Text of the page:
Introduction
The negative impact of medicines’ waste across the continuum of use is increasing globally due to changes in population demographics, population migrations, urbanization and diminishing clean-water supplies. The impact is exacerbated by a general lack of awareness of the issue by society. Through-out the pharmaceuticals supply chain efforts are being made to mitigate the negative environmental impact of pharmaceuticals. However, as we seek better solutions it is critical that these actions not compromise the availability of medicines and patient access to these medicines. Meeting these needs is of outmost importance.

 

Pharmaceuticals impact on the environment is a global challenge, in which individual pharmacists and their professional associations can make a difference. To make the difference it is important that pharmacists accept professional responsibility for the entire medication-use process and take responsibility for mitigating the environmental risk of the medicines for which we are responsible. This responsibility extends across the entire drug-use continuum of manufacturing and distribution, prescribing, dispensing, pharmaceutical care, disposal of unused medication and ultimately reduction in metabolic waste discharge into the environment. Regardless of place or country of employment, pharmacists should seek to change the medication-use process so as to minimize adverse environmental effects of the medicines.

 

By recognizing pharmacist’s role and accepting the professional challenge of reducing the environmental impact of the medications for which pharmacists are responsible, the profession can provide meaningful leadership in an area that is virtually devoid of leadership. FIP believes that its Member Organisations and Individual Members are positioned to provide this needed leadership toward resolving many of the issues surrounding pharmaceuticals in the environment.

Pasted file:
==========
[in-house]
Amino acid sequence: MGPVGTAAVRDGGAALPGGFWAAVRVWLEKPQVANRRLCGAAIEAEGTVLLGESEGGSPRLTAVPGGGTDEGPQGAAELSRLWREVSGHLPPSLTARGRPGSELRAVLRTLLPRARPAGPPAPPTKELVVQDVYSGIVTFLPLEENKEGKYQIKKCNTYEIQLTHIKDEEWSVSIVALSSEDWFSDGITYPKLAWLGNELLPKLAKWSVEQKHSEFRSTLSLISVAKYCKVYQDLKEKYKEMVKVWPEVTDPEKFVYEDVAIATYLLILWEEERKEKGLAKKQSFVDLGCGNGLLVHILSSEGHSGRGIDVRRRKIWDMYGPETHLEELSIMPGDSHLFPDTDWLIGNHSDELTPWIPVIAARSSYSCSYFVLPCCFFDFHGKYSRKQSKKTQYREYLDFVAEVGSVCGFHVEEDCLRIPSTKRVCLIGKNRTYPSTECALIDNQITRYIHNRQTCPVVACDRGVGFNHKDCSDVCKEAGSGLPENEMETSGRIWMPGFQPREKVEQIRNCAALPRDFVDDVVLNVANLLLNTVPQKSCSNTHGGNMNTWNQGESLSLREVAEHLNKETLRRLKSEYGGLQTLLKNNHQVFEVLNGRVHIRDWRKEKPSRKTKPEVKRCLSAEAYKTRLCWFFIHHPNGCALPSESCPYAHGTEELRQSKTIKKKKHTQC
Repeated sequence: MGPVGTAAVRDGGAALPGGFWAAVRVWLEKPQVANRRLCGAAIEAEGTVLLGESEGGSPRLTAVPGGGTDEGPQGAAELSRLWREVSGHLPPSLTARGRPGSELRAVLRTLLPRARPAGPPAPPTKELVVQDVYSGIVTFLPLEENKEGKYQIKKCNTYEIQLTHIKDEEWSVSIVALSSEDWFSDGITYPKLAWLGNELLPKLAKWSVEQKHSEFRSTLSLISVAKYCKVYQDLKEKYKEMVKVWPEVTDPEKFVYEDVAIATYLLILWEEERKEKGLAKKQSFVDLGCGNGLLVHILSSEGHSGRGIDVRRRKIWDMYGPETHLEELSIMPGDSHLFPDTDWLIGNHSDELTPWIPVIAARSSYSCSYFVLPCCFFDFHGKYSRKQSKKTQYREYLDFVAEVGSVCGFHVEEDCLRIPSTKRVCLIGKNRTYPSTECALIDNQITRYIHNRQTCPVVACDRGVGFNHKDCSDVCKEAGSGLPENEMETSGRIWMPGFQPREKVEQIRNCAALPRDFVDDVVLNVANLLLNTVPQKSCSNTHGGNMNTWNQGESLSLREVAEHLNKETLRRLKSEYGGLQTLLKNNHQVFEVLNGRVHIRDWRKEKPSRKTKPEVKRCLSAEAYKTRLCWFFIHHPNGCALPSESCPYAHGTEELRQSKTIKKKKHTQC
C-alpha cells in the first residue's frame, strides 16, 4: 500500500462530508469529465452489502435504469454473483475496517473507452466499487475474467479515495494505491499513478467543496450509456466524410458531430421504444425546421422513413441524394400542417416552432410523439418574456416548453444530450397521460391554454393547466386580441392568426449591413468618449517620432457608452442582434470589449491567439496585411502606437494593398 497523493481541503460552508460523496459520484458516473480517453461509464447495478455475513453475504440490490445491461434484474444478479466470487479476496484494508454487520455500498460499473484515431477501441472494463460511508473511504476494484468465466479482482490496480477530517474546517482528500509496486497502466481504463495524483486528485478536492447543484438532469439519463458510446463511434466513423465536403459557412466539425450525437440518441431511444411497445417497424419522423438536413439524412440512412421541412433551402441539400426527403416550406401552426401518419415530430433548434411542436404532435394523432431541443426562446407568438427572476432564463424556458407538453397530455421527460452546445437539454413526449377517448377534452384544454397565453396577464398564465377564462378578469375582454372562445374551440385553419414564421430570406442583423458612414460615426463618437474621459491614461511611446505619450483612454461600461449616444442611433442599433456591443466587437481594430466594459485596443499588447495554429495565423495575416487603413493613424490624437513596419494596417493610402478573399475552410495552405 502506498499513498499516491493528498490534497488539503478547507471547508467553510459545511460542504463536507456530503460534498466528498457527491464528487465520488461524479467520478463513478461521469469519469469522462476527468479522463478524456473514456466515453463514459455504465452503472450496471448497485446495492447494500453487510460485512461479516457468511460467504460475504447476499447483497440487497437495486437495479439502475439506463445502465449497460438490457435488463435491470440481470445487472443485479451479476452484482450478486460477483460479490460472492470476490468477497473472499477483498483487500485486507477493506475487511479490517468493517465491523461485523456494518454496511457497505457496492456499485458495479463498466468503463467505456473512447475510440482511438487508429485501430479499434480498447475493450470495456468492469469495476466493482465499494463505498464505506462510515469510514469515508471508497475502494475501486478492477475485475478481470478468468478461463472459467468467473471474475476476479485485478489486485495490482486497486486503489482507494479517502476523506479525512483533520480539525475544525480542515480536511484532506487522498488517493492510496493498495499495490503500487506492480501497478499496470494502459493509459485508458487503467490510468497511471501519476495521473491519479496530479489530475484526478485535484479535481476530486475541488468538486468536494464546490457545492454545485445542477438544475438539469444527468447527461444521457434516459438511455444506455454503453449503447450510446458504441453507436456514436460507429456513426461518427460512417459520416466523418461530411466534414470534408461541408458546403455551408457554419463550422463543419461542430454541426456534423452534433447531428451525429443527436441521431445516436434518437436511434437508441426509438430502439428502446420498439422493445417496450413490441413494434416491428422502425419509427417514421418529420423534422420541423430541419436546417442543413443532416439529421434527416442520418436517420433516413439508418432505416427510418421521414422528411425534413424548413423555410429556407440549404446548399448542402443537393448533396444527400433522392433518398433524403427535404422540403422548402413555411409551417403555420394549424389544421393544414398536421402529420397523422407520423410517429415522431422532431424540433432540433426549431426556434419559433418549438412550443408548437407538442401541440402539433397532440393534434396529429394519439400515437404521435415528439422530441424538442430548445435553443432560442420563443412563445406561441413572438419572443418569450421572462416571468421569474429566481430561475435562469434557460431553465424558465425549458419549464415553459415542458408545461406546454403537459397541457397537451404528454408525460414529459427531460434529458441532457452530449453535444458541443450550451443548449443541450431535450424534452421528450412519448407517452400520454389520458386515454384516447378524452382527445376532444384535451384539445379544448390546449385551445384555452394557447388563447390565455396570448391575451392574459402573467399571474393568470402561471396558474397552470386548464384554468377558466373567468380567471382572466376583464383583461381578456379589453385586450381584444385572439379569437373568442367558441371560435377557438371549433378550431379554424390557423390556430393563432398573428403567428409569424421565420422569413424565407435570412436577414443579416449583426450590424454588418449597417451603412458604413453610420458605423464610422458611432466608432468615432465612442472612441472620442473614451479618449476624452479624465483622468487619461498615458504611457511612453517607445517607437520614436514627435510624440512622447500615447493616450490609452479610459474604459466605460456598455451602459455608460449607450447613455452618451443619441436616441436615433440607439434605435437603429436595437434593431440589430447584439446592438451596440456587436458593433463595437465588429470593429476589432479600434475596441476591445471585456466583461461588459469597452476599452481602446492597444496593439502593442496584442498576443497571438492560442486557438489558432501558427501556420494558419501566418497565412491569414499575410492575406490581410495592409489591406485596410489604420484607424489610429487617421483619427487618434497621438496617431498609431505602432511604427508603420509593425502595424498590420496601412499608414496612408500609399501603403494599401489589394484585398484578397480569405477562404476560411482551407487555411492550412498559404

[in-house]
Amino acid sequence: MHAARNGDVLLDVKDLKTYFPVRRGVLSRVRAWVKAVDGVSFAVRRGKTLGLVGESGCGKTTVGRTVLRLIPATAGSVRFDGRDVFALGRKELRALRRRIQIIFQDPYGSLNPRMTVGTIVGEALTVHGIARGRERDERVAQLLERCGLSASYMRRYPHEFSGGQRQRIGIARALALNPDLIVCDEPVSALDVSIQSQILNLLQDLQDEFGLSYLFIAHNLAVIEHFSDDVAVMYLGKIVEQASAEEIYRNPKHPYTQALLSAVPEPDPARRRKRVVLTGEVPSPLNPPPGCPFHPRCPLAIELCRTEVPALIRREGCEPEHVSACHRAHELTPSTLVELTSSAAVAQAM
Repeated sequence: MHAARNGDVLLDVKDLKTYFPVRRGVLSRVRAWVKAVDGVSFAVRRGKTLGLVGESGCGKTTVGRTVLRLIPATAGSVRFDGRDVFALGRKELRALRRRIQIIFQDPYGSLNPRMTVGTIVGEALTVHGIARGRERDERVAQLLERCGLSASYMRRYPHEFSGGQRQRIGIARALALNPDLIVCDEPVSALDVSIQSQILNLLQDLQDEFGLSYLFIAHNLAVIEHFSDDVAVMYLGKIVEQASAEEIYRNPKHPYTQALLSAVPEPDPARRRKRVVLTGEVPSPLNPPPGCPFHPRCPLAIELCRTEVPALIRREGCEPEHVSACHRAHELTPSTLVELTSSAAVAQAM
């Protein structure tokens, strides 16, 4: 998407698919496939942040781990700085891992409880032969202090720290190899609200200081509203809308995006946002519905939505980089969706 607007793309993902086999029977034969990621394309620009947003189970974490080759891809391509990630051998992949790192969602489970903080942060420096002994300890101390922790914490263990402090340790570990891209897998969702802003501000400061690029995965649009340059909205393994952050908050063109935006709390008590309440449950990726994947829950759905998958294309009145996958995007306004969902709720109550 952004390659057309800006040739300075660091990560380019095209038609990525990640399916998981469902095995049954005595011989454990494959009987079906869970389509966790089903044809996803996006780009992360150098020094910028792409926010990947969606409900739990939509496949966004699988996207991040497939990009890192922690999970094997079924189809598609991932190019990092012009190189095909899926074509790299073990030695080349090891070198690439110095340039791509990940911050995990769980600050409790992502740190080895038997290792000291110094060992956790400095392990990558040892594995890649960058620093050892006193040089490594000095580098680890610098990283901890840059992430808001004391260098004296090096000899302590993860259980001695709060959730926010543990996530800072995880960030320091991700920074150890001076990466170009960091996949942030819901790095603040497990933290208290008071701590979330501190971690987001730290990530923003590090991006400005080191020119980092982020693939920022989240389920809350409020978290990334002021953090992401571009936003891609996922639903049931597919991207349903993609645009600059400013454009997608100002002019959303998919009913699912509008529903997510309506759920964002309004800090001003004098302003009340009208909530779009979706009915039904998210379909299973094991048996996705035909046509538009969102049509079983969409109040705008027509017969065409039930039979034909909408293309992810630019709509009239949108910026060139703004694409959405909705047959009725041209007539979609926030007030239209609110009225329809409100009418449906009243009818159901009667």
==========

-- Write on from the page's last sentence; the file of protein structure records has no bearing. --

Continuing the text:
Against this background FIP recommends that:
Environmental aspects are integrated in:
1.      The curriculas of pharmaceutical education

2.      To the research and development processes of new medicines

3.      To the administrative and legislative processes concerning medicines

4.      To the different practice areas of pharmacists

 

In addition, Member Organisations should:

5.      Take the lead on raising general awareness of public and other health care professionals on this issue.

6.      Together with individual pharmacists, provide leadership in resolving the environmental issues resulting from medicines and their use.

7.      Raise awareness in the pharmacist and consumer communities, of the environmental issues surrounding medicines.

8.      Develop and promote use of green-office concepts and consumer-friendly pharmaceutical-waste disposal and take-back programs for pharmacist practices.

 

Faculties of pharmacies should:

9.      Integrate the teaching of green principles, pharmacists responsibility and the role of the pharmacist in educating patients on waste disposal in pharmaceutical curricula and as a part of pharmaceutical care.

 

Pharmacists should:

10.   Implement green-chemistry practices in all research and manufacturing processes.

11.   Collaborate with prescribers to raise their awareness about the use of environmental classification of medicines in their practices, where available.

12.   Use environmentally-friendly procedures in procurement and distribution processes.

13.   Work with allied-health professions to encourage rational prescribing practices such as starter doses, and limiting number of doses prescribed and dispensed to reasonable amounts

14.   Work to provide counselling on environmental impact and risk of all medications as an integral part of medical and pharmacy practices.

 

Governments should:

15.   Perform appropriate environmental risk assessment as part of the registration process to secure proper handling of each medicine.

16.   Promote and support international availability of environmental hazard data on medicines for those jurisdictions wishing to develop a national environmental-risk classification of pharmaceuticals program.

 

 

Other FIP Statements which have relevance for this Statement include:
FIP/WHO Joint Guidelines on Good Pharmacy Practice – Standards for Quality Services (2011, Hyderabad)

FIP Centennial Declaration (2012, Amsterdam)

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